Nausea is an unsettled feeling in your stomach, and you may feel like you are going to throw up (vomit). It is a side effect of chemotherapy that can be treated. It is not something you have to live with. If, when and how much nausea you have will depend on which chemotherapy you received.
Your doctors and nurses try to lessen or relieve nausea with anti-nausea medicines that you get based on your chemotherapy.
Ways to Manage Nausea
Eat small meals and snacks. Try eating 5-6 small meals a day rather than 3 large meals.
Eat and drink food that is gentle on your stomach such as plain crackers, cereal, toast, gelatin, and flat soda at room temperature.
Avoid drinking a lot before and during meals. Have sips of fluid throughout the day.
Avoid eating and drinking food that is too hot or too cold.
Avoid lying down after you eat.
Avoid strong smells.
Suck on small bites of ice or popsicles.
Suck on mints or tart candies.
Slow deep breaths.
Meet with a registered dietitian at UW Carbone Cancer Center for tips to manage nausea.
You take these medicines to lessen or relieve nausea. They are prescribed as “schedule/routine” or “as needed.”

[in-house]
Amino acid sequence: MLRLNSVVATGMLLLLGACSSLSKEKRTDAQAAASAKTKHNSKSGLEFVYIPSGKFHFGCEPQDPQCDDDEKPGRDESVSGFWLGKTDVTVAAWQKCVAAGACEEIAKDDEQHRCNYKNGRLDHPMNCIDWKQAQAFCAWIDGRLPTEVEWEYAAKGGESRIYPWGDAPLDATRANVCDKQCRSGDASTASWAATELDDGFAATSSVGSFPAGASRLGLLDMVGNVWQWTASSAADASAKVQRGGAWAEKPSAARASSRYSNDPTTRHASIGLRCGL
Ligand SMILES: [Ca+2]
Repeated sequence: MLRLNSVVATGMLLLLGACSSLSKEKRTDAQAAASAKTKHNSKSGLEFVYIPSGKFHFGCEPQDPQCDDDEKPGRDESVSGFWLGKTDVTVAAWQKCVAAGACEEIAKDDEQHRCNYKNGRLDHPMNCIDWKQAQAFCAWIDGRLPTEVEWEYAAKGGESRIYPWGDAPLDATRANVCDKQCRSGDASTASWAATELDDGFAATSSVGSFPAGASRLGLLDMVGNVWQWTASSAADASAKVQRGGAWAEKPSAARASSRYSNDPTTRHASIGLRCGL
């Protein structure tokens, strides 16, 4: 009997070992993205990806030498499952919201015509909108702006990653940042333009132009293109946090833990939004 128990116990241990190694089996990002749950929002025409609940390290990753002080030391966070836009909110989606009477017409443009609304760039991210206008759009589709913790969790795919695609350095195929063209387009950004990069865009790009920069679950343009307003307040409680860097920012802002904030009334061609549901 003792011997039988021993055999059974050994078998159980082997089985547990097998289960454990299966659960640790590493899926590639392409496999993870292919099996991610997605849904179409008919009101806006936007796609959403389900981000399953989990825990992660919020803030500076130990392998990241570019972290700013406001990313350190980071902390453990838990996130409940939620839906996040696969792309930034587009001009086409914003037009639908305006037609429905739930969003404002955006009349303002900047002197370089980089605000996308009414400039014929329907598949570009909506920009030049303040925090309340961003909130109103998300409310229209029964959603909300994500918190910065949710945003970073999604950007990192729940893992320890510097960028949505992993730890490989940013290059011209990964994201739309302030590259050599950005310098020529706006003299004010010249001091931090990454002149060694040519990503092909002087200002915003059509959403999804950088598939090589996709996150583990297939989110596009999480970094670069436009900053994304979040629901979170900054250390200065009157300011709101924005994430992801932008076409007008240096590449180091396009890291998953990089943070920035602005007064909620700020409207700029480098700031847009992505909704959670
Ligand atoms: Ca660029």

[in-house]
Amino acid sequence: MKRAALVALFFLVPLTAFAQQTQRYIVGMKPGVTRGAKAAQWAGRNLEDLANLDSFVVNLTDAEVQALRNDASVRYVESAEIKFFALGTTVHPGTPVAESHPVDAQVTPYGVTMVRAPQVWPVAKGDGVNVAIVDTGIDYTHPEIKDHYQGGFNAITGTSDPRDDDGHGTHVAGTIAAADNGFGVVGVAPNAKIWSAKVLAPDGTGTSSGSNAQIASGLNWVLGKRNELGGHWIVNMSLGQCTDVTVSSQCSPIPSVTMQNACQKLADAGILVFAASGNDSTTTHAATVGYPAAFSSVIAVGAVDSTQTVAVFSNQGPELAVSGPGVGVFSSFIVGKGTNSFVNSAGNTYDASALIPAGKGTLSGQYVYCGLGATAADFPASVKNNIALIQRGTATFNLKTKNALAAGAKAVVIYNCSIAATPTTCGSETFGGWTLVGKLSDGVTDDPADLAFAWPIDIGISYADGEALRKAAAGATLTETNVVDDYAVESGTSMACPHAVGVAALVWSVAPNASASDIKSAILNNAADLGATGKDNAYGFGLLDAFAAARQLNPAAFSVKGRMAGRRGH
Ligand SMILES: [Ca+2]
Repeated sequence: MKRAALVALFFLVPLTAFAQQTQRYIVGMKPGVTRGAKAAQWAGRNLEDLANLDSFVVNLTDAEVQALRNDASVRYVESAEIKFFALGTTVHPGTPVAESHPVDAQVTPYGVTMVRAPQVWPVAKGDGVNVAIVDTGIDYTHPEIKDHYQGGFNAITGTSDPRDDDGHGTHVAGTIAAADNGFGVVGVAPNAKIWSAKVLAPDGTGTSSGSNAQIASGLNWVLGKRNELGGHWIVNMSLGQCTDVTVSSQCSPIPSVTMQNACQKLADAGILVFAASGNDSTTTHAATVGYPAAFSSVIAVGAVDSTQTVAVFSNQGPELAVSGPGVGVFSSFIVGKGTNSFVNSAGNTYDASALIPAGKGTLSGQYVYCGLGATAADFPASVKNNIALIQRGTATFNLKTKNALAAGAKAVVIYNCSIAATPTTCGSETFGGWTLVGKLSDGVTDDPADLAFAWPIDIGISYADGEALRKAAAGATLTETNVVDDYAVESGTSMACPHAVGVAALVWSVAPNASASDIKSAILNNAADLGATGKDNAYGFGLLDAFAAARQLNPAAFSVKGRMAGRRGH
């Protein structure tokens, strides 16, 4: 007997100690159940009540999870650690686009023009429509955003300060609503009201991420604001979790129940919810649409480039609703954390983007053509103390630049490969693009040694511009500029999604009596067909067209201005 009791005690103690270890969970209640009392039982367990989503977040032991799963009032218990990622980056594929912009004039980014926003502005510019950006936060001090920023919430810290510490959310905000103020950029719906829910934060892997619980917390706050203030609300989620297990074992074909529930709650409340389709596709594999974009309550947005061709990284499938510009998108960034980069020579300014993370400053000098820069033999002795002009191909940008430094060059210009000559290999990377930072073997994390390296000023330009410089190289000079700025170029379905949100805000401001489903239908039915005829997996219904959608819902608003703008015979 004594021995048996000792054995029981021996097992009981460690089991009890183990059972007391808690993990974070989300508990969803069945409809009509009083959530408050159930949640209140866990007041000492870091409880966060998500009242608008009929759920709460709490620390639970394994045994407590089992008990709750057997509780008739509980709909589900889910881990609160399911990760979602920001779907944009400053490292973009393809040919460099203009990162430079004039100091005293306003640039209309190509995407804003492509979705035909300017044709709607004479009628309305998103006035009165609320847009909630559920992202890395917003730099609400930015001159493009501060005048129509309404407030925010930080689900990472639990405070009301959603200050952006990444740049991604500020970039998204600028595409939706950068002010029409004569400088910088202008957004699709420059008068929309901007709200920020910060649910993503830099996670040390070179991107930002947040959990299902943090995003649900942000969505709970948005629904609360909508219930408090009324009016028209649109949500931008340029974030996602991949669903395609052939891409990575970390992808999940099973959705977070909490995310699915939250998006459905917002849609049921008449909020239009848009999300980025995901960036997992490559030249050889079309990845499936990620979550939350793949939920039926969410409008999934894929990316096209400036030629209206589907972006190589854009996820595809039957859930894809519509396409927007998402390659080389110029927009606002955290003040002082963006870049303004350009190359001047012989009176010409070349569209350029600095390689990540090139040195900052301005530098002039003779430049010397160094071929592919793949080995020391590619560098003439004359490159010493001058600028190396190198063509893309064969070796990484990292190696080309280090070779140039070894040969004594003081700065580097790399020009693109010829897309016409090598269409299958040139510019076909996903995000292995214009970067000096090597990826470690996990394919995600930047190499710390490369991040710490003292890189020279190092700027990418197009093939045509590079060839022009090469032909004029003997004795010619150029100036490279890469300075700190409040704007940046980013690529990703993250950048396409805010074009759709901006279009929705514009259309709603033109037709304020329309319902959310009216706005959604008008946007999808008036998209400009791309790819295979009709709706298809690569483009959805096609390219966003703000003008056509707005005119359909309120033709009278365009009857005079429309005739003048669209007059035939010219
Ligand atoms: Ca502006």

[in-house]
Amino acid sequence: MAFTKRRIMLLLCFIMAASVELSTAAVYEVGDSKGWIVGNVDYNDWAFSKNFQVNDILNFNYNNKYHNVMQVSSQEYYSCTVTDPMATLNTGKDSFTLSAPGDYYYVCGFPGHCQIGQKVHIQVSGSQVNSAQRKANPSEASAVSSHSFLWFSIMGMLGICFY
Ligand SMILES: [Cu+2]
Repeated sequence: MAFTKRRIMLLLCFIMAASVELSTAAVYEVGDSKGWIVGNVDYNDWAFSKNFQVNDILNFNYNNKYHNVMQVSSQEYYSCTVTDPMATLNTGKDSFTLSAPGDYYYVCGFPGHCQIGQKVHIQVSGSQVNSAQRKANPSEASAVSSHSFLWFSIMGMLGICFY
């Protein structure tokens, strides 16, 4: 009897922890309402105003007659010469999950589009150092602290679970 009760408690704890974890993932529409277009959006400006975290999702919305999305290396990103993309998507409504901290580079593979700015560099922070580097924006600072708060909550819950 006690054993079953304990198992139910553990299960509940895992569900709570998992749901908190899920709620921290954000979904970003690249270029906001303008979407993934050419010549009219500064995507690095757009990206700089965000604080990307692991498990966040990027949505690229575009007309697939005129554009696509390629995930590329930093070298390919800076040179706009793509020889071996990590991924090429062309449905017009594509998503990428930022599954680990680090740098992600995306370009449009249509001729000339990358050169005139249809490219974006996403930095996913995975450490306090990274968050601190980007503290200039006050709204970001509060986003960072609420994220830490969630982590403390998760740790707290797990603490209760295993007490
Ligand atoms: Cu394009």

Take routine anti-nausea medicine on time as prescribed. Take even if you do not have nausea.
Take “as needed” anti-nausea medicine as soon as you first feel nausea. If you wait until your nausea gets worse, the anti-nausea medicine will not work as well.
When to Call
Nausea is not controlled even when using anti-nausea medicine.
You cannot take your medicine because of nausea or vomiting.
Who to Call
UW Carbone Cancer Center, Madison
1 S Park Clinic, Madison
UW Carbone Cancer Center, Johnson Creek
If you are a patient receiving care at UnityPoint – Meriter, Swedish American or a health system outside of UW Health, please use the phone numbers provided in your discharge instructions for any questions or concerns.